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A brief Oxford outing looking at vans

A brief Oxford outing looking at vans

I’ve fallen right off the Monday-Friday bandwagon for the time being. In December last year I was only doing some freelancing for a great former employer of mine back home. I was assessing my options, since London isn’t doing it for me. Speaking with my brother Dave one evening, he suggested ‘why don’t you get a van?’

Why not? Well, expense, the complications of not having an address, no way to build a life over here, to name a few. But the idea was seeded, and upon reflection those problems started to look more and more like excuses for the status quo, far outweighed by the benefits: higher pace of exploration, cheaper living, flexibility and total unbridled freedom. I am optimistic of picking up short-term contracts around the country to support the scheme.

So that’s what I’m using this employment downtime to pursue, a suitable van.

I’ll post more about the van once I’ve picked and secured one, but yesterday my quest took me through Oxford, and I fortunately had a couple of hours to wander around before the sun disappeared. So here’s a little bit of Oxford:

Bridge of Sighs. Most sighs occur when camper vans knock their TV antennas off passing below.
An extremely tidy High Street. 
University of Oxford Botanic Garden
On the bridge over the River Cherwell. Bit flooded!
The Sheldonian Theatre.

That gives a pretty good idea of the architecture – nice yellow stone like in Bath, but with a lot of students wandering around, and accompanying push bikes about the place with D-ring locks on.

Toodling about, I stumbled upon the Christ Church college. The name tickled me and it was getting close to dusk and closing time for visitors on everything, so I popped in for a look.

An inner square at the college.

Seeing this used for lowly university students, I was rather shocked. I just hadn’t really thought about British Universities, that they’d still be using the grand old buildings. And I’ve watched Harry Potter, I just never really thought it was being even moderately realistic!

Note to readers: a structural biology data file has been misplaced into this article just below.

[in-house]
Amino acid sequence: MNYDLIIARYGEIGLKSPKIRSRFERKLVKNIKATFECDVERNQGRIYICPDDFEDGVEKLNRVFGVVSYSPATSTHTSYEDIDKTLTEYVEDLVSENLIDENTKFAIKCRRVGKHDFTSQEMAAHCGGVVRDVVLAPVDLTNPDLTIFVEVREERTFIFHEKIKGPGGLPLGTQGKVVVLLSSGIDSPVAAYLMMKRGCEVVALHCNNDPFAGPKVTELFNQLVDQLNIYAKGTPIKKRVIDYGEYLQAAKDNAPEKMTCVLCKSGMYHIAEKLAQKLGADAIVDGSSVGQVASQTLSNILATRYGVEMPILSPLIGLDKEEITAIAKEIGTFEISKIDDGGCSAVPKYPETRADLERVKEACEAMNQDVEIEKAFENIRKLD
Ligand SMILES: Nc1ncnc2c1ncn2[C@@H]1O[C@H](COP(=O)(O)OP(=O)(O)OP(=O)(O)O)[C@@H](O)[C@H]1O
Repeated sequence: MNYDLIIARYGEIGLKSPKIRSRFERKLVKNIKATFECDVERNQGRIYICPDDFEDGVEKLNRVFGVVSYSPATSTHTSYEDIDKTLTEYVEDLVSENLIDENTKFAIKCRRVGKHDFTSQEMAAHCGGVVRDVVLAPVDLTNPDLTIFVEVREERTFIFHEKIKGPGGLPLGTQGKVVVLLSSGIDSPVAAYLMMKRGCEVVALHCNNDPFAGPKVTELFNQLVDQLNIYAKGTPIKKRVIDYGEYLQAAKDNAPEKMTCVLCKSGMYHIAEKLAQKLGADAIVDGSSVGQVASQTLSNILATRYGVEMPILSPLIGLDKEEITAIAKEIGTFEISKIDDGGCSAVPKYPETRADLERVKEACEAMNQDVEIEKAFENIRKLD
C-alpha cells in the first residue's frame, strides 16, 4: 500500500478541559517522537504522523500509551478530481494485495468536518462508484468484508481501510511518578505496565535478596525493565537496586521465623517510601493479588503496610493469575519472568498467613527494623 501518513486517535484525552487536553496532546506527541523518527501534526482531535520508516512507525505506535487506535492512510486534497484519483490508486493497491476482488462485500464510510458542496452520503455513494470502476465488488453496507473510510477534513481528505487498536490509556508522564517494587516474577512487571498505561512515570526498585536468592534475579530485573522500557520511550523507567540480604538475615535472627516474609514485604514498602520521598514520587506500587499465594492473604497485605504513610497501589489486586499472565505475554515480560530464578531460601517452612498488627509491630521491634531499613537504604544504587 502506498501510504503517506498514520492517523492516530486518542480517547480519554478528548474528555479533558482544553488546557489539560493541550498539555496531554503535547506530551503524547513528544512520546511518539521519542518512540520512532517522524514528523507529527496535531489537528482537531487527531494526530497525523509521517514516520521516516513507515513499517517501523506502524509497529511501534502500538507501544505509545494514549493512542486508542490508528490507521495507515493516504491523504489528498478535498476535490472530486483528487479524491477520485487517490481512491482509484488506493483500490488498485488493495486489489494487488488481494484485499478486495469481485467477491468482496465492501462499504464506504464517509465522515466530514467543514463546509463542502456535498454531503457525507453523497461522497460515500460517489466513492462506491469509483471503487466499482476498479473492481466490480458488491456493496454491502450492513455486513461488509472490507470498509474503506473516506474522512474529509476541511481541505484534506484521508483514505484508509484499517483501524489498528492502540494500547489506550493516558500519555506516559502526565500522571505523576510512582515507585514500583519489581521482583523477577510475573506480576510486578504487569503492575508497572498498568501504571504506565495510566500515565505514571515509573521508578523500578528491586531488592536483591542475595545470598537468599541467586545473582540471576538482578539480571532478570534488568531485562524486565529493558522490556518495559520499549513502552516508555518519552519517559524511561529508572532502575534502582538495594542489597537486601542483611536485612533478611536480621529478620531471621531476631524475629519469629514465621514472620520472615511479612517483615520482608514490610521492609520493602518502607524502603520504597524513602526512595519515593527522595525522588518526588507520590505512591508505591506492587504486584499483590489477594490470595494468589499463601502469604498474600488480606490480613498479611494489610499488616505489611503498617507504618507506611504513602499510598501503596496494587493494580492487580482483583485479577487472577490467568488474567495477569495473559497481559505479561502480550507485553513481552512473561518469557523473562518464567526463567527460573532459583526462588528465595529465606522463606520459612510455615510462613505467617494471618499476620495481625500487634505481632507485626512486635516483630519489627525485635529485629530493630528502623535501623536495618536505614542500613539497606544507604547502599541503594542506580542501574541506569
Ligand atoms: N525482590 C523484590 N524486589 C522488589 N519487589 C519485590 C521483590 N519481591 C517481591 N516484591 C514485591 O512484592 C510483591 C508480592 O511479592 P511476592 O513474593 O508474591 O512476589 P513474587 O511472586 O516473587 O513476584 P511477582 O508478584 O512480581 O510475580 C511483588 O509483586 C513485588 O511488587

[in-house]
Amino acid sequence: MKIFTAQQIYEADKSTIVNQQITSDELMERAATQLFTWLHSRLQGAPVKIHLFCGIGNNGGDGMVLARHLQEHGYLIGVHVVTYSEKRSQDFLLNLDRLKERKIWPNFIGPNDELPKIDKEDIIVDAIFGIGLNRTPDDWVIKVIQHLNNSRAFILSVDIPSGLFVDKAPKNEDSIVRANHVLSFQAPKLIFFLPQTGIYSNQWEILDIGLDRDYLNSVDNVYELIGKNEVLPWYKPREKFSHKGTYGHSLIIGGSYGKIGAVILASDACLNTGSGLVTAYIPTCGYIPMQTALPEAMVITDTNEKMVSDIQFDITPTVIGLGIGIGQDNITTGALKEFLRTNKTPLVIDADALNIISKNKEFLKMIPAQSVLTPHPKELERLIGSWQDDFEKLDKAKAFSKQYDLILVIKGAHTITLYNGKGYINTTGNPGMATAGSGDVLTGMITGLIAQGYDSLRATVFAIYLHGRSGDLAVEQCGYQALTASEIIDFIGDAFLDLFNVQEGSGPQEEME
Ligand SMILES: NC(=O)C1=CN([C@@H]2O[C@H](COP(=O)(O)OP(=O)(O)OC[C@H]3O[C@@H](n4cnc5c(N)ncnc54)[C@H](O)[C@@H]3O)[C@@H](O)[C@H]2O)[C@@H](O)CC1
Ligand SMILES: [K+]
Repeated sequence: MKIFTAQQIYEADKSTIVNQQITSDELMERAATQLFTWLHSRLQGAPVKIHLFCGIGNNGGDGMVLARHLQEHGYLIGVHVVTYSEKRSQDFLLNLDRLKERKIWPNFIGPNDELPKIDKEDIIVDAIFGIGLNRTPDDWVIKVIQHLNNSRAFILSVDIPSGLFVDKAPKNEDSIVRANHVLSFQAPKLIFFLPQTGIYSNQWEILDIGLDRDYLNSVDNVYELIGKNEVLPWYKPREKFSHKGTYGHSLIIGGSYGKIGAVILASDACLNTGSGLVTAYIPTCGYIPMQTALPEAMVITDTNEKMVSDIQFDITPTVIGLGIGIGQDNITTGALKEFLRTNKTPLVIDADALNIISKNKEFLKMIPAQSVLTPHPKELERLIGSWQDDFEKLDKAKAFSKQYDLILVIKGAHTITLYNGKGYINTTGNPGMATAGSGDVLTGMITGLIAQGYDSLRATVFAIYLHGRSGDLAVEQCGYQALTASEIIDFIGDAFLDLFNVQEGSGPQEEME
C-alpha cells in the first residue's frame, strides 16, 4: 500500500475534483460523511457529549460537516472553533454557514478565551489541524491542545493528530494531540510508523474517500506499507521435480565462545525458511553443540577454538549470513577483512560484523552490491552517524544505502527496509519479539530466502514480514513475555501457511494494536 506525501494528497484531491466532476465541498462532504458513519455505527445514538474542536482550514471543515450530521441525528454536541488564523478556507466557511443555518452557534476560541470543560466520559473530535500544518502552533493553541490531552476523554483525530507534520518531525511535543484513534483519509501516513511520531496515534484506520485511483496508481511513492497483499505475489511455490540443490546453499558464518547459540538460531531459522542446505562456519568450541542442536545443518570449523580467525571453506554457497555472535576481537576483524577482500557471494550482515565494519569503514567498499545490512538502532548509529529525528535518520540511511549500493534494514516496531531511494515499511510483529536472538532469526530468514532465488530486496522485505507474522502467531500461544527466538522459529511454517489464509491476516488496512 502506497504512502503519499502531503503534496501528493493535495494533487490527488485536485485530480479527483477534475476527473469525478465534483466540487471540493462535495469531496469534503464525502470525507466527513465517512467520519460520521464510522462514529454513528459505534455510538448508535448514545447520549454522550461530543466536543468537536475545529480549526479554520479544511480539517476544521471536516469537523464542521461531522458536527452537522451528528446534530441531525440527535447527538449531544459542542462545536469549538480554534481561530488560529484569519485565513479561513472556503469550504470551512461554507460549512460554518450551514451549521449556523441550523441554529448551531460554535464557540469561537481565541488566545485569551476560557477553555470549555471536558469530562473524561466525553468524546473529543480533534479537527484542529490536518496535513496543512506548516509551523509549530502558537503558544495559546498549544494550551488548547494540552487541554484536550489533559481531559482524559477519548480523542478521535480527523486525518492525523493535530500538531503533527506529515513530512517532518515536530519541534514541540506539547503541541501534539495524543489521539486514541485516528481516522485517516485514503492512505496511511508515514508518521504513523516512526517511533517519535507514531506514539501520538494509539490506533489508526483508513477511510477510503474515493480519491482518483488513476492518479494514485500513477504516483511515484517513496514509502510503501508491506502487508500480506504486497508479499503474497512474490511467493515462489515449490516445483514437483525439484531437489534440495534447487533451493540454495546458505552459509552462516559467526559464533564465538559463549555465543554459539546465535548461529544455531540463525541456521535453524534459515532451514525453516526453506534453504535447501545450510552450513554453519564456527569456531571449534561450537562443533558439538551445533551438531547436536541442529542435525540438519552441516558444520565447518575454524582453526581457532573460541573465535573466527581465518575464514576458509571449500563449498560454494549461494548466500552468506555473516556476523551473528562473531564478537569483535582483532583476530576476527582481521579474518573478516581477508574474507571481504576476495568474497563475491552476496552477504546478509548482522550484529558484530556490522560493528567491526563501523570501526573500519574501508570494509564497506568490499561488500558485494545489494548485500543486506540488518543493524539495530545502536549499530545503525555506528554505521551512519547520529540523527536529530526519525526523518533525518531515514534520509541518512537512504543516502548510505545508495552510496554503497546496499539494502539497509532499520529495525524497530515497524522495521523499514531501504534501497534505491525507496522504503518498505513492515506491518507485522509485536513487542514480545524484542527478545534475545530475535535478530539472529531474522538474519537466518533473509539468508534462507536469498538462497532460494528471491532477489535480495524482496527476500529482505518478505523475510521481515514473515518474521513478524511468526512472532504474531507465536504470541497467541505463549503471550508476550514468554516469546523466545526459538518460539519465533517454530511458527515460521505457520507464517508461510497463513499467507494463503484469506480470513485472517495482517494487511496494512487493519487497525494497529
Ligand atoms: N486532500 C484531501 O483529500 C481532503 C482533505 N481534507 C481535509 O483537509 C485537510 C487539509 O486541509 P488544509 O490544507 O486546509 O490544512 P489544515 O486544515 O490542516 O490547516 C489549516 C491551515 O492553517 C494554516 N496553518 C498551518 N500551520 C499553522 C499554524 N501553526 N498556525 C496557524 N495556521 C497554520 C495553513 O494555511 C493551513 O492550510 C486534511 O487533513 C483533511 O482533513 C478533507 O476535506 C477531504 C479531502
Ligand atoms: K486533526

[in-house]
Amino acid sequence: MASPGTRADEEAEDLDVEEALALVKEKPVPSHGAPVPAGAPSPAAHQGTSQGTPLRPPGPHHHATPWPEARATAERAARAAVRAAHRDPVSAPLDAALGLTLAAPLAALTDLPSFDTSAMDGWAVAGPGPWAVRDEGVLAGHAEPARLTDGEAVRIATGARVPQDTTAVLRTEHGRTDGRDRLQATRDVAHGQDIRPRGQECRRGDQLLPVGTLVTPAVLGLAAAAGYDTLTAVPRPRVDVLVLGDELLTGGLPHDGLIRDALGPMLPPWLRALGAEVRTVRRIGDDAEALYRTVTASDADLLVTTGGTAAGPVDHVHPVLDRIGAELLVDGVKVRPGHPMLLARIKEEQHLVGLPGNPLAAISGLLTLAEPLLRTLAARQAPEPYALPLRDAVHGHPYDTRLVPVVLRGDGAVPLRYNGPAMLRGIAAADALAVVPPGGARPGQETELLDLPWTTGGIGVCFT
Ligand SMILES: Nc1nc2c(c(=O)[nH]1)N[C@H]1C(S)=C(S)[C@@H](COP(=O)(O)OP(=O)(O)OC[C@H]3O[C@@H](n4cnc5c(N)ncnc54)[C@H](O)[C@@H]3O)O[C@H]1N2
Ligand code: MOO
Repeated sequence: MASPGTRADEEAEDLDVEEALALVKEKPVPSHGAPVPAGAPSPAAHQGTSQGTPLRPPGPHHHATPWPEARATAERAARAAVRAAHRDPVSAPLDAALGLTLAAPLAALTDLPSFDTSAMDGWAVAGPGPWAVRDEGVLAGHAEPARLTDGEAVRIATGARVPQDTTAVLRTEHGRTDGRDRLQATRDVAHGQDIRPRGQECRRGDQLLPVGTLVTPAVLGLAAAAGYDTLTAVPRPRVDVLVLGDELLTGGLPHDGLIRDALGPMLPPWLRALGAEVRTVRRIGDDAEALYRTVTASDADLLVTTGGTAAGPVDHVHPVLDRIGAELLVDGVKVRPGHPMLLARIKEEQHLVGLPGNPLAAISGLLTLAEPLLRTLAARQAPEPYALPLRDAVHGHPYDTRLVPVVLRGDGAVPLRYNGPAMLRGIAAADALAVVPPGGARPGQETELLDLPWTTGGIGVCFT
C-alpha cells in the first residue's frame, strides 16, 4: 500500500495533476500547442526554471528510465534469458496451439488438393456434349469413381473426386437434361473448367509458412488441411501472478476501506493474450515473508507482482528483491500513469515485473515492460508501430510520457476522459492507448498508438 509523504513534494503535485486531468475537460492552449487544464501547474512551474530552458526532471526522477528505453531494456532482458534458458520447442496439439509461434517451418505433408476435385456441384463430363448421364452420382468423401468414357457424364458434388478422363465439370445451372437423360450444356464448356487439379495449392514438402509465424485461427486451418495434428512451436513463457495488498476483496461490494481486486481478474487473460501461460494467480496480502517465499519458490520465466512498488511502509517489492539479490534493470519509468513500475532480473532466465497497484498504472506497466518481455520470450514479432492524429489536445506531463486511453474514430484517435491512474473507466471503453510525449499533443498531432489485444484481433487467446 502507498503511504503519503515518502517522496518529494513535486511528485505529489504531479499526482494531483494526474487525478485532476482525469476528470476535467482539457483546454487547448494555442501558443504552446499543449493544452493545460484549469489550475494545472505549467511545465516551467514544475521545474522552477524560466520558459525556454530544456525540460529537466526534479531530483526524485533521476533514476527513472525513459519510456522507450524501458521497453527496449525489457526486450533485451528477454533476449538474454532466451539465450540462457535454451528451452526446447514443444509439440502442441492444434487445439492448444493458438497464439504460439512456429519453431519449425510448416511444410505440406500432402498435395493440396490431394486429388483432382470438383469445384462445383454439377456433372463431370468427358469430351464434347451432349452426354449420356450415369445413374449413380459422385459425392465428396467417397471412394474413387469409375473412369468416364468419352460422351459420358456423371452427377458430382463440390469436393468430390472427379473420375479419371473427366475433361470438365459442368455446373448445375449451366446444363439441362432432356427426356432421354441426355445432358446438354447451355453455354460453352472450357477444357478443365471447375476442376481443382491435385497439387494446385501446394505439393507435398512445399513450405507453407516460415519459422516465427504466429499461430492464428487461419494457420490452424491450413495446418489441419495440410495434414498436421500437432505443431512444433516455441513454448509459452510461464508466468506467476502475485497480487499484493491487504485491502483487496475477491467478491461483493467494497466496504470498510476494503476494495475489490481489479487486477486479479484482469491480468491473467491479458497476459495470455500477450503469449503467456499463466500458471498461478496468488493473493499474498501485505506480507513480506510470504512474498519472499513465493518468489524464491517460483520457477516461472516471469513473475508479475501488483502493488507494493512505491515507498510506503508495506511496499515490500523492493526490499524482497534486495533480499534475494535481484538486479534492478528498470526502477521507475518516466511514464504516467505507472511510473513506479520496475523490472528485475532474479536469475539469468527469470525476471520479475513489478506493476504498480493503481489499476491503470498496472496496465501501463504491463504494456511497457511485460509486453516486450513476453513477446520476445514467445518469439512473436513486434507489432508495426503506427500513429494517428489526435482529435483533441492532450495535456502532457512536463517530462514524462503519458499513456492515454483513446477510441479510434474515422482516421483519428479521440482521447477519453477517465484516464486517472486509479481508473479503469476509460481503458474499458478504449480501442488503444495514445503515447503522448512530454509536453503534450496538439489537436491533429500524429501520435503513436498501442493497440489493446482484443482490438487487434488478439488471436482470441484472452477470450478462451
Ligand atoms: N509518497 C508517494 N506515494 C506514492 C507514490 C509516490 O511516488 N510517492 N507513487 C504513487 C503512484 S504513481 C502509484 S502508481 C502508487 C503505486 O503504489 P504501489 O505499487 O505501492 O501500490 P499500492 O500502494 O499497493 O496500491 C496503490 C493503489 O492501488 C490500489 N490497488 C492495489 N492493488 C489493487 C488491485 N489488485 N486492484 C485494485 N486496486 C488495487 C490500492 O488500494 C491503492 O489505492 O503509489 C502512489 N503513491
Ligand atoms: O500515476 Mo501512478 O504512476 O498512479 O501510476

Anyway, got to have a look in their grand (or great) hall, getting set for a meal. Seats about 350, portraits along the walls etc – it’s proper barking.

Roofing on the staircase to the hall
Bet it’s hard work having a conversation during dinner in here

And the guy at the gate said this college wasn’t even one of the pretty ones. Far out. I eat my dinner on a saggy couch.

Moving along, I visited the Cathedral. It was alright, peaceful – aside from the workmen’s bandsaw of course. Winter’s great for tourism – no queues or tourists, but you also have workmen with bandsaws.

I was a bit annoyed paying £7 to have the cathedral full of scaffolding and builders cracks. But hey, someone must be looking out for me up there – an organist entered and played the grand organ while I was in there, just me and some lady. It was pretty epic, nothing like one of those organs echoing off the walls. Almost makes me want to go to some kind of service. Almost.

Organist must’ve had years of practice, playing his organ. I’ve regressed to university maturity jokes.

The chapels were tidy though, here’re some pics.

Love the winged skull with crown. I’m pretty sure it symbolises something, maybe something like this:
Maybe not. 

So that’s Oxford. Plenty more to do there, lovely place!

My adrenaline rush for the day was provided by the bus out of Oxford to view these vans.There’s a low bridge and the double deckers are about 2 inches off wiping out the roof on it. It’s a real rush in the front top seats, driving at 20mph at this low hanging bridge. I’m easy to please!

I quite enjoyed the trip to the English countryside – saw a fox! It was dead.

On my return journey the bus even waited for me to do a 60 second sprint in the middle of nowhere. Passengers commented on my good fitness – most unlike a London experience.

Looking forward to more of those hedge rows, open skies and possibly live foxes in the near future.

Larry's a 30-something chap interested in travel, being a dork and changing the world via less boring training.

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